Top Ten Accessibility Reasons to Live in Austin.

10.  School for the Blind and the School for the Deaf.   

That helps the people in Austin really become more acculturated to folks with disabilities. For example, there’s a church right across the School for the Deaf, the Jesus Christ Lutheran Church for the Deaf that has sign language services.

9.  The weather is really nice here and encourages outdoor use.

The snow and ice is not easy to get around at any time, but if you use a wheelchair or crutches or a cane, the snow and the ice is just incredibly bad and Austin very rarely gets that.

8.   Austin is the hub of accessible web content.

I’m talking about Knowbiity, the great business here in Austin, that works so much on web content, and Sharron Rush wrote a book on it.  We’ve got a lot of the leaders in accessible web content here, Sharron Rush, Jim Thatcher, Jim Allen, and others.  They have an AIR competition, Accessible Internet Rally, every year, where they have competitions. Various companies try to build the most accessible web page.

7.  The Austin Cultural Funding program.  

They help us out with some funding for our program. We’re very appreciate of that, but they also give money to VSA and other arts programs.

6.  Free accessible outdoor swimming pools. 

When I was living in South Austin, I would go swimming every week in Big Stacy Pool. They had a lift going into the pool. The pool was spring-fed with warm water and was open year round. So in the wintertime the lifeguards would be in these big coats, and we would just be in there swimming.

5.  ADAPT of Texas.

They have done so many great things to make sure that not only Austin but that Texas is accessible.  They’re extremely active in disability rights advocacy.

4. Coalition of Texans with Disability, headed by Dennis Borel. Dennis keeps us up to date on various legislation that would affect folks with disabilities. They also do a disability film fest. But Dennis was really instrumental in getting some funding for various programs for folks with disabilities, so the importance of CTD cannot be understated. Also, Dennis likes to think big. He did the Everest Expedition with folks with disabilities a few years back.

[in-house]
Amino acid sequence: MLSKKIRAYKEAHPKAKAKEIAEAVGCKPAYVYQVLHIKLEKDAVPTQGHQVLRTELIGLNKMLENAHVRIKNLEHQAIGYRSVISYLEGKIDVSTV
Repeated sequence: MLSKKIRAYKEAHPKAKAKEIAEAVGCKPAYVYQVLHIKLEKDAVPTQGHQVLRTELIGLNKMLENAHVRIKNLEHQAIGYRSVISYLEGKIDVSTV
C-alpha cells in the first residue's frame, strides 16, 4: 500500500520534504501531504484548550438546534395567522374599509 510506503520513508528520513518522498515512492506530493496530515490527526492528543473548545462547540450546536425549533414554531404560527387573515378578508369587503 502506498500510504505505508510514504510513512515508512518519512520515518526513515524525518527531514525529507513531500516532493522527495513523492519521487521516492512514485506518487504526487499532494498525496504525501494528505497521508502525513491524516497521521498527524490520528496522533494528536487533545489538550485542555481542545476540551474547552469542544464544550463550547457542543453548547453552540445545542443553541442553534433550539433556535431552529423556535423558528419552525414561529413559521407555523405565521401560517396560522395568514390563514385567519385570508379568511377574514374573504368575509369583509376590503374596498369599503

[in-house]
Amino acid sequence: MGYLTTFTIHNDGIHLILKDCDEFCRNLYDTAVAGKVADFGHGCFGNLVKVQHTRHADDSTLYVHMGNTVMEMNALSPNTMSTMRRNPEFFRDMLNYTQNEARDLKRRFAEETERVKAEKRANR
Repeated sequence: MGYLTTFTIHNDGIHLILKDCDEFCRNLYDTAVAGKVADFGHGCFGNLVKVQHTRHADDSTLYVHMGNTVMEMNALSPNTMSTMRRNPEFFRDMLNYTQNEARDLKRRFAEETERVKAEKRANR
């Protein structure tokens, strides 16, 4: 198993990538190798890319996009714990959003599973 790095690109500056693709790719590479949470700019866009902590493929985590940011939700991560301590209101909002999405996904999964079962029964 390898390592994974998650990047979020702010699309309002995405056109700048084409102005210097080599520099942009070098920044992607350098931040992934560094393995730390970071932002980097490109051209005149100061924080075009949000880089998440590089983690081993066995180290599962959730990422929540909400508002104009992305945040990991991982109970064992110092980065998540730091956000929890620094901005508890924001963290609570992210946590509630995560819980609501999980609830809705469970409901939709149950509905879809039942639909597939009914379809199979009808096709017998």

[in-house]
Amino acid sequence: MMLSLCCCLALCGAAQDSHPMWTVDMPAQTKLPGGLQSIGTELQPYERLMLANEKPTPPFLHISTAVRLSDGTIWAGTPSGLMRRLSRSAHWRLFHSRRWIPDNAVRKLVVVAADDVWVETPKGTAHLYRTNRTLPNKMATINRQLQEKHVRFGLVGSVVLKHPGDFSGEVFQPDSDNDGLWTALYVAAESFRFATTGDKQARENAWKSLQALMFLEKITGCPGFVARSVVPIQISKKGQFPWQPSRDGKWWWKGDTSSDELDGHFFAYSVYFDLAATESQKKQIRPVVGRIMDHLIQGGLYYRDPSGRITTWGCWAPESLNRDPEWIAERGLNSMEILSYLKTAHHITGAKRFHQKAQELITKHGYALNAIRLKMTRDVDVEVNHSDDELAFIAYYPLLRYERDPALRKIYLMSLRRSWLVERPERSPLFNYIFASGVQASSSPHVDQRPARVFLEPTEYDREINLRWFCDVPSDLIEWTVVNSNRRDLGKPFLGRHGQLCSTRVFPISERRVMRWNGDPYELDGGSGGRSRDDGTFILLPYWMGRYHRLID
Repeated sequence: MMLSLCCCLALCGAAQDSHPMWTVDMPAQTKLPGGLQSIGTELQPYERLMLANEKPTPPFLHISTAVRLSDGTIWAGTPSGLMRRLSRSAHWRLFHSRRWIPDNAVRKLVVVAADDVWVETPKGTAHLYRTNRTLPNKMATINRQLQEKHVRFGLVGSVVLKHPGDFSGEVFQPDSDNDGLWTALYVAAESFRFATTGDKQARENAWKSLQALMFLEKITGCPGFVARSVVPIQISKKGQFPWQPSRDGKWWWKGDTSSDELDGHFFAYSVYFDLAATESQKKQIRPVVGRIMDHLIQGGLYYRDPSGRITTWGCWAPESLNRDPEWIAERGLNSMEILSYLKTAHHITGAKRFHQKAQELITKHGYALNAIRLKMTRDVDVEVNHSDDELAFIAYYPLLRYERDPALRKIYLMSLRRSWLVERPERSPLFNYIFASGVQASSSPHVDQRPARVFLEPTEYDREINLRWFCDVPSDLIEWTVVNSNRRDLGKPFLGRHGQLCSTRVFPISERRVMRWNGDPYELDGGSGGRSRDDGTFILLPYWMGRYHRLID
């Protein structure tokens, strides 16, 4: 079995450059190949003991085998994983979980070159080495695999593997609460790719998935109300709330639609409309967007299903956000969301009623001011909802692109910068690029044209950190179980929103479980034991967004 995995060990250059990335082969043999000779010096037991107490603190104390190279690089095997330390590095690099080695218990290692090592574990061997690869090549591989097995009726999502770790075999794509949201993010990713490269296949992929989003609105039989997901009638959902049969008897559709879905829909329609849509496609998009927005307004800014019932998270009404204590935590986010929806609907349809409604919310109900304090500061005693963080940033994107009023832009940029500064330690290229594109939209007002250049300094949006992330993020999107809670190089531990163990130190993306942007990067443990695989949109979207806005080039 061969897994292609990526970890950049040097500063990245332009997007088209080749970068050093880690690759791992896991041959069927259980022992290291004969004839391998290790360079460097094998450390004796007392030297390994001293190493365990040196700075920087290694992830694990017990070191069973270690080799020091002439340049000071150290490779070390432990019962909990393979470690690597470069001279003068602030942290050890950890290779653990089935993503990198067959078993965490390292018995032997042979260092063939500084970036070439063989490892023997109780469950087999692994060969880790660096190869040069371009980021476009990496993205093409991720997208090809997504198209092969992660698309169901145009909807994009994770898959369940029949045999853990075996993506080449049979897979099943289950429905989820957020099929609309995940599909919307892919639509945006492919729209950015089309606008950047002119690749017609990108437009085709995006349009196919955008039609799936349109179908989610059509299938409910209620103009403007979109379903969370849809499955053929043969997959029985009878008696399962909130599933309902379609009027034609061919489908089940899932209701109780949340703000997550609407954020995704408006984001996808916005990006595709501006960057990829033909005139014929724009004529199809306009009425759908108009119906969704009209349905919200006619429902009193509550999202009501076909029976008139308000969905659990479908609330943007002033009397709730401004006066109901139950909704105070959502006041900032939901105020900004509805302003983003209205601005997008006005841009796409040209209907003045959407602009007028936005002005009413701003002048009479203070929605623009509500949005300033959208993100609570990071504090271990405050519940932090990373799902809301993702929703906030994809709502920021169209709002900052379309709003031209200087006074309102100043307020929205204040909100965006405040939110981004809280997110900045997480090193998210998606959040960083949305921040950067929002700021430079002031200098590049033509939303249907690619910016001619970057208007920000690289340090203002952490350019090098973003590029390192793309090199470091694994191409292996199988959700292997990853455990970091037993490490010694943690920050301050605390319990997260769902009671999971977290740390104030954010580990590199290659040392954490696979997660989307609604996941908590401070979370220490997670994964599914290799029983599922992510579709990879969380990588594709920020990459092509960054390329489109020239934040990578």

3.  Public transportation.

Whether you want to you want to ride on a bus or train, our public transportation is very accessible.

2.  The accessible arts.

VSA Texas, their gallery and film fest, Imagine Art, the CTD Film Fest, Forklift Danceworks that Allison Orr does, and just great arts programs in general.

1. Gene and Dave will show you around. And remember folks, everything’s bigger in Texas, including Gene and Dave.

Our guests:

Tracy Terrell    Tracy.Terrell@marriottaustindowntown.com

Director of Sales & Marketing

Courtyard & Residence Inn by Marriott Austin Downtown | Convention Center

Featuring Champions Restaurant & Sports Bar & Starbucks Coffee Shop

300 E. 4th Street | Austin, TX 78701 | ph – 512.691.9303 ext 6303

Resources

If you’re wondering about accessible hotel requirements, you can check out www.ada.gov or adahospitality.org, or the Southwest ADA Center here in Texas, which is www.dlrp.org. And they’ve got plenty of information for you folks there.

 Remember, watch the Gene and Dave Show on Channel Austin or on our Web site, www.thegeneanddaveshow.com.